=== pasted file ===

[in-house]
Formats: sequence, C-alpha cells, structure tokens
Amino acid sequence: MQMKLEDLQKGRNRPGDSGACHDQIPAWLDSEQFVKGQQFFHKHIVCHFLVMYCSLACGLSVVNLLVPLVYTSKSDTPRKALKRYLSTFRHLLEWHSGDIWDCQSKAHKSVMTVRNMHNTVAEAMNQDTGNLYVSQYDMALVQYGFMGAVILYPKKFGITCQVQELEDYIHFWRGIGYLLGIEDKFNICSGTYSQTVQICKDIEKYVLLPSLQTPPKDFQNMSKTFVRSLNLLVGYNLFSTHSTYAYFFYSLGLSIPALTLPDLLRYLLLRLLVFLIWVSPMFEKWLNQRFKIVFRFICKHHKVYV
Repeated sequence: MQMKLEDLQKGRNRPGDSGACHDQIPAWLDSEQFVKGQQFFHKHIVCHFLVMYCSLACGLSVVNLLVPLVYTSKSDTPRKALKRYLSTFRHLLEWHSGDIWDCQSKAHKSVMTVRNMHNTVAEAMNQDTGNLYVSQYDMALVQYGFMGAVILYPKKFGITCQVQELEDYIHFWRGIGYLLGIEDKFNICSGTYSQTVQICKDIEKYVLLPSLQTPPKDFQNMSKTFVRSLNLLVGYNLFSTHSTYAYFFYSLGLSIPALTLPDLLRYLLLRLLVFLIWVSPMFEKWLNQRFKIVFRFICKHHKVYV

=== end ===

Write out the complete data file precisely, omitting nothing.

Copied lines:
[in-house]
Formats: sequence, C-alpha cells, structure tokens
Amino acid sequence: MQMKLEDLQKGRNRPGDSGACHDQIPAWLDSEQFVKGQQFFHKHIVCHFLVMYCSLACGLSVVNLLVPLVYTSKSDTPRKALKRYLSTFRHLLEWHSGDIWDCQSKAHKSVMTVRNMHNTVAEAMNQDTGNLYVSQYDMALVQYGFMGAVILYPKKFGITCQVQELEDYIHFWRGIGYLLGIEDKFNICSGTYSQTVQICKDIEKYVLLPSLQTPPKDFQNMSKTFVRSLNLLVGYNLFSTHSTYAYFFYSLGLSIPALTLPDLLRYLLLRLLVFLIWVSPMFEKWLNQRFKIVFRFICKHHKVYV
Repeated sequence: MQMKLEDLQKGRNRPGDSGACHDQIPAWLDSEQFVKGQQFFHKHIVCHFLVMYCSLACGLSVVNLLVPLVYTSKSDTPRKALKRYLSTFRHLLEWHSGDIWDCQSKAHKSVMTVRNMHNTVAEAMNQDTGNLYVSQYDMALVQYGFMGAVILYPKKFGITCQVQELEDYIHFWRGIGYLLGIEDKFNICSGTYSQTVQICKDIEKYVLLPSLQTPPKDFQNMSKTFVRSLNLLVGYNLFSTHSTYAYFFYSLGLSIPALTLPDLLRYLLLRLLVFLIWVSPMFEKWLNQRFKIVFRFICKHHKVYV